Join Our FREE Content Boot Camp NOW!

Close this search box.
Close this search box.
June 16, 2016

Permission to Break the (Nutrition) Rules

As cliche as it feels to write a post about “breaking the rules,” I felt it was overdue, since a huge part of my #moderation365 journey to liberated eating actually began when I harnessed the ladyballs required to question some of my old beliefs around food.

And for those who want to break the all-or-nothing mentality, it requires you start learning a new language around food and break the need to be perfectly on plan or else.

Ten years ago, when I was competing (and losing and gaining the same 20 lbs year after year!), if you’d asked me how to eat for fat loss, I’d list two dozen “must-dos,” rigid rules that if you just did them all perfectly 100% of the time, you’d be able to get up on stage in a swimsuit and heels:

  • Eat every 3 hours or else your metabolism will slow down
  • Drink a gallon of water a day or else your metabolism will slow down
  • Fasted cardio first thing in the morning for enhanced fat burning
  • At least 25g of protein at every meal or else you are losing muscle
  • Don’t skip breakfast or else you’ll be ravenous later
  • No big carb meals before bed or else you’ll store fat like a mofo
  • Each workout needs to be for a specific body part or else we won’t know how to categorize the workout
  • Watch sodium or else you’ll get bloated and puffy
  • Eat immediately post-workout or else you are losing muscle by the minute

These are some examples of the kinds of “guidelines” that we’d have our competitors following. Rules, rules, and more RULES.

I hate it (now), and I feel like we did ourselves and our clients a disservice early on. Because the nature of rules is that we feel “bad” or “wrong” when we break them. It perpetuates a feeling of not-good-enough and that if we don’t do things perfectly, then we might not even try. Not to mention the fear factor. It sucks going through your day worried you are messing up every second. It’s no way to live.

But here’s the thing: you can get great results by creating rules of your own, based on your own preferences, mindfulness practice, listening to your body’s cues and finding a way to actually #LikeHowYouEat.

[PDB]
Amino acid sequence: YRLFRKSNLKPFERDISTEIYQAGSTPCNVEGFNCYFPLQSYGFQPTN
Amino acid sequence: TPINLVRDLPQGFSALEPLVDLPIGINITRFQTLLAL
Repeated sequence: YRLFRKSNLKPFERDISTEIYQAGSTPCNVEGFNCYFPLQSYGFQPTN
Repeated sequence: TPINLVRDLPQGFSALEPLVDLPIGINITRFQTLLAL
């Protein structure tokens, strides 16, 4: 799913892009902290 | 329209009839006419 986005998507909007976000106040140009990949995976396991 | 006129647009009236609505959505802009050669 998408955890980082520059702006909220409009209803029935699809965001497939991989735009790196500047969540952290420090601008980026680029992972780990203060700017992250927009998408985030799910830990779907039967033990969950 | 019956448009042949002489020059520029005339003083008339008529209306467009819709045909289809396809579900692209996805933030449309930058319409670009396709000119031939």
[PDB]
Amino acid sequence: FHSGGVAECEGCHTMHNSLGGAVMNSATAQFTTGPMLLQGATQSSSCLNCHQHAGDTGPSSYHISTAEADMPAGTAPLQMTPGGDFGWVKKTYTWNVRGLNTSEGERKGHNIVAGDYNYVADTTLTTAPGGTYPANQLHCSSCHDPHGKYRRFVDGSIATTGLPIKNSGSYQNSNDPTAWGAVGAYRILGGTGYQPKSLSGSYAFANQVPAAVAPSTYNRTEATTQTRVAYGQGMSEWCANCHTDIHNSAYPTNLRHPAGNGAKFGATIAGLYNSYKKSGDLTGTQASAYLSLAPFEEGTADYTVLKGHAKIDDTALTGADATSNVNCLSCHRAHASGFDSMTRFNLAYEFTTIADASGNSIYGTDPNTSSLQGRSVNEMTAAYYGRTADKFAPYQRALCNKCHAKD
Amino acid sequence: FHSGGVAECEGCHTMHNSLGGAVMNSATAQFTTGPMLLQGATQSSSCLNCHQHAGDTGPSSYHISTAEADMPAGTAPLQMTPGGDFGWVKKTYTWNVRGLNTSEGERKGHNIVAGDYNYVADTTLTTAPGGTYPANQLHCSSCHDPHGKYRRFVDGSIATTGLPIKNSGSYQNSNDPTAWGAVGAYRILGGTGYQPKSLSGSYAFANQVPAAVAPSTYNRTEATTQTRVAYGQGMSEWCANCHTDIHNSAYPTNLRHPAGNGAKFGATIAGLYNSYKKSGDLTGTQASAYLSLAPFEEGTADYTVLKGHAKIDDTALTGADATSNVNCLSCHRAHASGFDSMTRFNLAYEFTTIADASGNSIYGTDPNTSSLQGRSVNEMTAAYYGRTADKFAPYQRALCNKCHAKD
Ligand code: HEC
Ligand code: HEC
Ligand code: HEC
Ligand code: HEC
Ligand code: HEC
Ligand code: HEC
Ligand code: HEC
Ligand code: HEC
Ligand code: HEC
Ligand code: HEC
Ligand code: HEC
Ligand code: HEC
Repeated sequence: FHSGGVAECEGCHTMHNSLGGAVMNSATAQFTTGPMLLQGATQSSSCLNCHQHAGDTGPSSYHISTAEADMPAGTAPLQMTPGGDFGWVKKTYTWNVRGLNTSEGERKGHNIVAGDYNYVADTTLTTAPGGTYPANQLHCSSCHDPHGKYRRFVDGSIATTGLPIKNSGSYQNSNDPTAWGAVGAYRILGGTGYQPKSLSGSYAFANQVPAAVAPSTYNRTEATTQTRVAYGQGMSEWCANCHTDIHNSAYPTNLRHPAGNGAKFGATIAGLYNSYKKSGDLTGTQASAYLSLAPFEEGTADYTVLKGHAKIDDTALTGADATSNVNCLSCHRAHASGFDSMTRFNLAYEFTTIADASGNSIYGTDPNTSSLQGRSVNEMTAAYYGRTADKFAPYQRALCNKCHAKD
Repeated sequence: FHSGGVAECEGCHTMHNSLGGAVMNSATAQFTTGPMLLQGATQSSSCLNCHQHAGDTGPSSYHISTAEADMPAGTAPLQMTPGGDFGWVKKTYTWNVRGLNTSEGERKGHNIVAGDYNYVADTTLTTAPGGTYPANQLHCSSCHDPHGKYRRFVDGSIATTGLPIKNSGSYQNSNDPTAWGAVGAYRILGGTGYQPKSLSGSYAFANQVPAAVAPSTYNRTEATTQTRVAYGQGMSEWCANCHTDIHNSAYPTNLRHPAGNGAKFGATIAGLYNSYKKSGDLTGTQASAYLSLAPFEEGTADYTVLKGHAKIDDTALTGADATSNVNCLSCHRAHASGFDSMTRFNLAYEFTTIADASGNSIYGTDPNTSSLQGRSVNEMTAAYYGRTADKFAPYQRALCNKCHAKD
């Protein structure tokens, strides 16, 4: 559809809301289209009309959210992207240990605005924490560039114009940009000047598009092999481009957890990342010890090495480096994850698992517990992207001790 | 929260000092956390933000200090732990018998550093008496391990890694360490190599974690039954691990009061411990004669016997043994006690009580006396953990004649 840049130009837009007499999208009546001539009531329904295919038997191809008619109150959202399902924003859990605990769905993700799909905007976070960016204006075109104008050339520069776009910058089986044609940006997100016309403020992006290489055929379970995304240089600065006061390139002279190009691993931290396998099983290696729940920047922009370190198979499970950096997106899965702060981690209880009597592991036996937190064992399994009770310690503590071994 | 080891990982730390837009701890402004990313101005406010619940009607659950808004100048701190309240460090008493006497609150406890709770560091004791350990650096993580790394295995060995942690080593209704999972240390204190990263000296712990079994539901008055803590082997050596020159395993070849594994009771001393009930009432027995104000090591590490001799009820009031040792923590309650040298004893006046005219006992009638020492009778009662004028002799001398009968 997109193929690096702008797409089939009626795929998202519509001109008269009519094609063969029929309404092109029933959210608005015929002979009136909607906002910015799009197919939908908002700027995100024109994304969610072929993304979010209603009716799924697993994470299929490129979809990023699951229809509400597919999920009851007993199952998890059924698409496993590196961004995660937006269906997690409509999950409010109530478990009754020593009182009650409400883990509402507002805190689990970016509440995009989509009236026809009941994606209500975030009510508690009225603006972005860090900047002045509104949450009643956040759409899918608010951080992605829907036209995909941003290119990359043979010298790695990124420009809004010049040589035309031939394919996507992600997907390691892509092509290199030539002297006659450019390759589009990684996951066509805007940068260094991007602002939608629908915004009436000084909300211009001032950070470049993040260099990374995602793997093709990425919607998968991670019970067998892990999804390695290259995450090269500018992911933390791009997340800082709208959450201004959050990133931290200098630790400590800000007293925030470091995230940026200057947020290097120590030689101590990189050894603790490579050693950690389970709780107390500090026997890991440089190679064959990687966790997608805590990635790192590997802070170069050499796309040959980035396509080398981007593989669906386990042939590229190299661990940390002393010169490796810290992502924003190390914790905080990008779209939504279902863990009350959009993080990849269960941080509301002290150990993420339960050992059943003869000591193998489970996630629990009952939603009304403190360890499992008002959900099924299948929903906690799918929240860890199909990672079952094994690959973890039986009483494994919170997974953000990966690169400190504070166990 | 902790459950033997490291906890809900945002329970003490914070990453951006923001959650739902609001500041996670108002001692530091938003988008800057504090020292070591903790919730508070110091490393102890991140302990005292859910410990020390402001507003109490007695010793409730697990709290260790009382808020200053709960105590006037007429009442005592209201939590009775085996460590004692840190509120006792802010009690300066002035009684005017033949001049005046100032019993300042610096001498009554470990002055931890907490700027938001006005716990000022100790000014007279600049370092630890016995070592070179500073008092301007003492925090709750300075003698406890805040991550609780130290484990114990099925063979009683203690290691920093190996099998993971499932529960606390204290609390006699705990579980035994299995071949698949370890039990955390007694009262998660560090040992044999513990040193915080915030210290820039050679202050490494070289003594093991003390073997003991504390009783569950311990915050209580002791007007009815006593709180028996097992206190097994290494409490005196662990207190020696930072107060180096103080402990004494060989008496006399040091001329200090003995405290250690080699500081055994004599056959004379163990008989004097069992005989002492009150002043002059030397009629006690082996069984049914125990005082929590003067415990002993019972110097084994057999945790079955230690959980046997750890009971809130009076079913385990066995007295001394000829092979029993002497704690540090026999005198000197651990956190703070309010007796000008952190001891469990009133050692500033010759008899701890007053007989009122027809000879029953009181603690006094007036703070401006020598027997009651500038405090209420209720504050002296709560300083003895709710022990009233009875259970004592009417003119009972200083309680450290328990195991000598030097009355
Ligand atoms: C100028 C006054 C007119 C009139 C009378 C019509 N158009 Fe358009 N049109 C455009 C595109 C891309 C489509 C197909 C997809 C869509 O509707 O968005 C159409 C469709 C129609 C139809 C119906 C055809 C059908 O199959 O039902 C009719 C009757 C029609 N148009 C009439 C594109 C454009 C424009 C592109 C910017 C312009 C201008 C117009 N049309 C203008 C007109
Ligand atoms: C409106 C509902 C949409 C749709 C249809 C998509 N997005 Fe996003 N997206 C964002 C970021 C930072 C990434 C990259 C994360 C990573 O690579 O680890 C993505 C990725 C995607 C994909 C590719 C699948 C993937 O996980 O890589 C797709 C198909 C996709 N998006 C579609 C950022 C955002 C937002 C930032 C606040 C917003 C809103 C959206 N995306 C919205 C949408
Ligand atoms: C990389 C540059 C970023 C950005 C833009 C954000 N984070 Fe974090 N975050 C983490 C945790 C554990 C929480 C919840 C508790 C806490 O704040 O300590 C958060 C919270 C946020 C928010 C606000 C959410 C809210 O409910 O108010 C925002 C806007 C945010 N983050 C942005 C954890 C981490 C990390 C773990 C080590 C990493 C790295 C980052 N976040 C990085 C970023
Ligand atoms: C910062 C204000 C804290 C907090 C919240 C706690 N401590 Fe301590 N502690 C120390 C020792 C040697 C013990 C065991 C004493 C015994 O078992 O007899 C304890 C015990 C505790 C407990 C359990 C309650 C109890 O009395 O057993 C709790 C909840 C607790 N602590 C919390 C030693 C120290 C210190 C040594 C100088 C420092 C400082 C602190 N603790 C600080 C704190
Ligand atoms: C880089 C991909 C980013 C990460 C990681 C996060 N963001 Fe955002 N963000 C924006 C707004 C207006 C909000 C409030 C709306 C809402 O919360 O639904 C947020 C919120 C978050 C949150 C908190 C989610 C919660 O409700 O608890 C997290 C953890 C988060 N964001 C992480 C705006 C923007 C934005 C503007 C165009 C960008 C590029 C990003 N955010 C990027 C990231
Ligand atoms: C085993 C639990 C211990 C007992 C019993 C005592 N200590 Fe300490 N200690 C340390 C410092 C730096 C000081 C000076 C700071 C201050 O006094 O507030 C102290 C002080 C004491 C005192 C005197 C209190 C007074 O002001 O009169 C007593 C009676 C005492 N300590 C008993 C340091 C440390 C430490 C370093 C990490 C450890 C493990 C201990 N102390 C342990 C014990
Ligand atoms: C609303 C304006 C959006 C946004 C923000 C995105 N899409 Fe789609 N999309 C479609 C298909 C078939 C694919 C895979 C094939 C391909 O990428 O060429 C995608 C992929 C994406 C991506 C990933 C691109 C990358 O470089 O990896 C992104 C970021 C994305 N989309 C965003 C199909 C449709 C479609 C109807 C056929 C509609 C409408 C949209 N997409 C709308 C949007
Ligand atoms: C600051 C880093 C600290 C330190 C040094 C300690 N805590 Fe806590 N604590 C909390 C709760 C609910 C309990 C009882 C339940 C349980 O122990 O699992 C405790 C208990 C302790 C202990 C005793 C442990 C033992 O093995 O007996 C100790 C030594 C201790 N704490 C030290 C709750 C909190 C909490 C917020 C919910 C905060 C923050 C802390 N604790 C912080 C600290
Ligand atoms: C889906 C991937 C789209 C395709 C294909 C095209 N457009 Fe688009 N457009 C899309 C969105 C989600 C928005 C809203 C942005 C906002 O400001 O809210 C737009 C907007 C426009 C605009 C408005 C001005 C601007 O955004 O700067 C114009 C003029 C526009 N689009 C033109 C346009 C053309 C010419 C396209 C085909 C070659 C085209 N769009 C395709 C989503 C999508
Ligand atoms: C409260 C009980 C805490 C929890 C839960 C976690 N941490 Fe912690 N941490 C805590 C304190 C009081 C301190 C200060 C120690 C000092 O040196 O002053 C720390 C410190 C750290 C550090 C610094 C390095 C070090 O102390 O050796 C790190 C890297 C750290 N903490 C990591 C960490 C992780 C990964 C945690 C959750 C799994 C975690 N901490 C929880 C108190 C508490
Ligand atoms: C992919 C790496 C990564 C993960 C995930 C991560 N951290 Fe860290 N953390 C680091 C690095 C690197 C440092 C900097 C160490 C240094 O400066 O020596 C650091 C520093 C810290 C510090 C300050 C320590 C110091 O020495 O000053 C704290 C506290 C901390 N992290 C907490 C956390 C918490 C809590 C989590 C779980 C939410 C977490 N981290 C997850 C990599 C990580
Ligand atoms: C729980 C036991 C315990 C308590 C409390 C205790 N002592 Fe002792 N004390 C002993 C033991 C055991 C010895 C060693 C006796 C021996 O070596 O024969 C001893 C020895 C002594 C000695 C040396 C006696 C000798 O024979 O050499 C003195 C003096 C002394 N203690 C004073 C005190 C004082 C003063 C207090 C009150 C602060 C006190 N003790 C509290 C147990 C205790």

Will you be able to get up on stage in a swimsuit at 10% body fat? Probably not, but that’s not the goal of automated eating. The goal is to be healthy, fit and not obsessively miserable with your eating and exercise.

And in order to do that, you have to start breaking some rules. In fact, just stop collecting rules altogether. Stop that shit.

I distinctly remember when I started breaking my old nutrition rules, and at first feeling disoriented, like, Is this okay?

And the more I did it, the more I saw that my body didn’t actually change that much. I didn’t gain 50 lbs, I wasn’t losing muscle by the second and I didn’t get bloated AF if I didn’t carry around my gallon water jug.

The key here is having the experience. Because not all nutrition decisions carry the same weight in terms of outcomes.

A simple example:

Scenario #1: You force yourself to eat 150 grams of protein every day because you worry you’ll lose muscle if you don’t, or you’ll gain fat because you’ll be ravenous later. You mentally calculate your protein grams all day long to make sure you get enough, obsessively stressing and scheduling and counting in your mind. You get 150 grams, good job, now go to bed and wake up tomorrow worrying about the same thing all over again.

Scenario #2: You eat moderately and stay mindful of hunger and satiety cues throughout the day. You eat foods your body feels good on, and you Intermittent Sample some Preemptive Cheats, going to be bed satisfied and enjoying how you ate. Without thinking about it, you took in about 100g of protein.

The macro difference: 50g protein

The actual difference in your physique: practically nothing

The difference in mental obsession: night and day

This was the first “rule” I broke. I stopped mentally calculating protein grams and instead just started asking, does this have any protein in it? That’s it. I didn’t care if it had 10g or 50g. If it had some, and it was going to satisfy (but not stuff!) me, I ate it.

The physique change outcome was minimal, if any. I still carry tons of muscle. Sure, I’m not as lean as I was when I was competing, but that was a full-time job and so I picked my battle.

Automated eating, to me, beats trying to perfectly follow rules and plans. And the latter is not even possible long-term!

Try to perfectly implement 20 rules and you’ll be successful at exactly zero of them.

But learn to eat according to your personal preferences, unique psychology and having an understanding of your own body, and watch as things feel effortless. And the change in outcomes is minimal.

Pick and choose your nutrition battles. Implement some nonnegotiables. I call these my 3 DNCs or Daily Nutritional Commitments. If I don’t do anything else, I make sure to get these in because they help me stay on track, and as for the rest? I do my best.

The most successful people don’t follow rules, they create their own.

Check out 9 other ways to quit your food obsession here.

Some tweetables for you:

Learn, Grow,
Teach, Practice

add your name and email to
get my latest and greatest

Learn, Grow,
Teach, Practice

add your name and email to
get my latest and greatest